News and commentary on Adventism:
What’s Next for Ben Carson? – Adventist Today
Apparently he’s going to sit and think. He used to be a pediatric neurosurgeon at Johns Hopkins University Medical Center, and came to South Africa in the 1990s to separate two conjoined twins. He’s 69 years old now. He’s entitled to sit and think. He was my choice for US president back when he ran for the office.
Let’s Quit Bashing Christmas! – Adventist Today
Some common sense from Adventist Today. Adventists should be celebrating Jesus’ birth with the rest of us.
10 days of prayer – Adventist Church, @adventistchurch on Twitter
Why 10? If they cut one day off, they could call it a novena. They could have a novena with a preliminary single day for preparation, if they want 10 days.
COVID Restrictions on Religious Gatherings: Assessing the Supreme Court’s Ruling Webinar – Spectrum
The actual video is at Loma Linda University School of Religion’s website and is linked at the bottom of the Spectrum article. Worth listening to. Four lawyers discuss the US Supreme Court’s decisions regarding churches and COVID restrictions.
One idea that stood out for me was that Adventists have a strong medical missionary base, and perhaps that makes them respond more responsibly to COVID-19. Catholicism has a bigger (I think) medical missionary base, but proportionately the Adventist base is denser given their smaller population. That said, most Catholics are taking this seriously, but the quacks stand out more because they’re more vocal.
Another issue I’ve thought was strange all along was an absolute number of people permitted. 50 people in an SSPX chapel that seats 70-80 is very different to 50 people in a cathedral or large church that seats 700-800. The former are death cultists and disease spreaders; the latter should be allowed larger congregations.
One of the panelists also correctly raised the point that worship continues, Masses continue (he didn’t mention Mass explicitly), and to claim otherwise is fraudulent. What is restricted is large numbers of participants at church services.
Almost lastly – the people bringing the lawsuits are white conservatives with privilege, not the underprivileged churches.
Lastly – out comes the paranoid bit. The one guy says that when the mark of the beast comes, churches will be shut down and most people will agree that it’s necessary. I think that is a western Protestant concept of the mark of the beast, and the mark exists in every age.
I think religions should be the first to restrict themselves to save lives. The Catholic archdiocese of Cape Town did exactly that, before lockdown restrictions were announced. The SSPX wanted to be like the satanists who flouted the law, and are still carrying on like spoilt brats in Cape Town.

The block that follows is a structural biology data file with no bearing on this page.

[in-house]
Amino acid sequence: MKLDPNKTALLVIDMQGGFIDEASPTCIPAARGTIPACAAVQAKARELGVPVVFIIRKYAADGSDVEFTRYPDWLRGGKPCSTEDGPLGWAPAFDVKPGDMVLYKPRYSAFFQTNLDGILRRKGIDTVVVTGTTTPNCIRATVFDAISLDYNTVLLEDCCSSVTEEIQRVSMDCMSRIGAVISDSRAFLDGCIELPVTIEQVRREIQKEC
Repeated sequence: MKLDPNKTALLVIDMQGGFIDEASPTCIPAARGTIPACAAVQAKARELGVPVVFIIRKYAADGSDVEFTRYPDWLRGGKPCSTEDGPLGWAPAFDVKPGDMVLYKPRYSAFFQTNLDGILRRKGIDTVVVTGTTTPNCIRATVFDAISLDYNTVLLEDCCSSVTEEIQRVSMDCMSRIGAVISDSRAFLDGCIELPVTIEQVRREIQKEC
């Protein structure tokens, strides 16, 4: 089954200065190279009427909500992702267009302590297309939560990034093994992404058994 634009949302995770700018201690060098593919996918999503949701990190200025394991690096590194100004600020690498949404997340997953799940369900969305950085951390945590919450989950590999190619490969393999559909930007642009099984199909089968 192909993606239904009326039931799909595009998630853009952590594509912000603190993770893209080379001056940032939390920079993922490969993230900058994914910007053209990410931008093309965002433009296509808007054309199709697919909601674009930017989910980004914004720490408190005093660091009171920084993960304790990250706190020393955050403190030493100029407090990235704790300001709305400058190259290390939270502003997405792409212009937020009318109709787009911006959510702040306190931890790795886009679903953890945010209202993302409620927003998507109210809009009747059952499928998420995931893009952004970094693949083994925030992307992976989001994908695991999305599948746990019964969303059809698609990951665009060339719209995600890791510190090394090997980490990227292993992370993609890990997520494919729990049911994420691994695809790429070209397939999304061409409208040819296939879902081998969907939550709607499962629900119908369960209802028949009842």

News and commentary on Catholicism:
A Liturgical Turn in Orthodoxy? A Review of 2020 – PrayTellBlog
Confession that is not in person needs to be considered by theologians and church authorities. Absolution isn’t a magic beam that needs line of sight. Some of the other ideas in the article are odd and not suitable.
Why Christianity remains an in-person religion, even in a pandemic – Religion News Network
Humans are social animals.
Was Abraham kosher before God? (Modern Judaism) – Nick’s Catholic Blog
Abraham served milk and meat in the same meal to the three angels. Interesting discussion follows. The prohibition against boiling a young goat in its mother’s milk was likely not a dietary prohibition, possibly not even a reference to prohibited pagan practices, but rather a condemnation of cheating on one’s tithes by mixing old and new produce in the tithe.
Isaiah’s prophecy of the New Testament priesthood – Nick’s Catholic Blog
The Old Testament Levitical priesthood was hereditary. Yet Isaiah predicts priests being chosen from all nations. Like Catholic priests.
Why “calling upon the name of the Lord” to be saved refutes Justification by Faith Alone (Romans 10:9-10) – Nick’s Catholic Blog
2018, but interesting. Nick argues that “calling on the name of the Lord” is a reference to a “formal liturgical function”, and is a liturgical rite. Okay, we don’t tell God he has a well-spent or nice-sounding name when we say we praise his name. That usage of “name” comes from Hebrew thought where one’s name represented one’s character and authority. In that sense, we can happily omit the words “name of” and simply say we praise God or we call on God. While that is certainly something done within liturgical events/rites, I am not convinced that it is a liturgical event/rite per se. Just as prayer is not a liturgical rite, but forms part of such rites, so calling on God is not necessarily solely a liturgical function. I don’t think that’s his argument either.
Man who killed Catholic roommate for praying at hospital to be arraigned on murder, hate crime – Pierced Hearts
Terrible crime. What motivated it? Was it the prayer? Something else? Was the killer sane at the time? Did he have COVID-19-related neurological issues? It’s hard to understand this sort of action from a sane person.
Simply Inadmissible – Where Peter Is
The term “inadmissible” is quite a valid term in Catholic documents.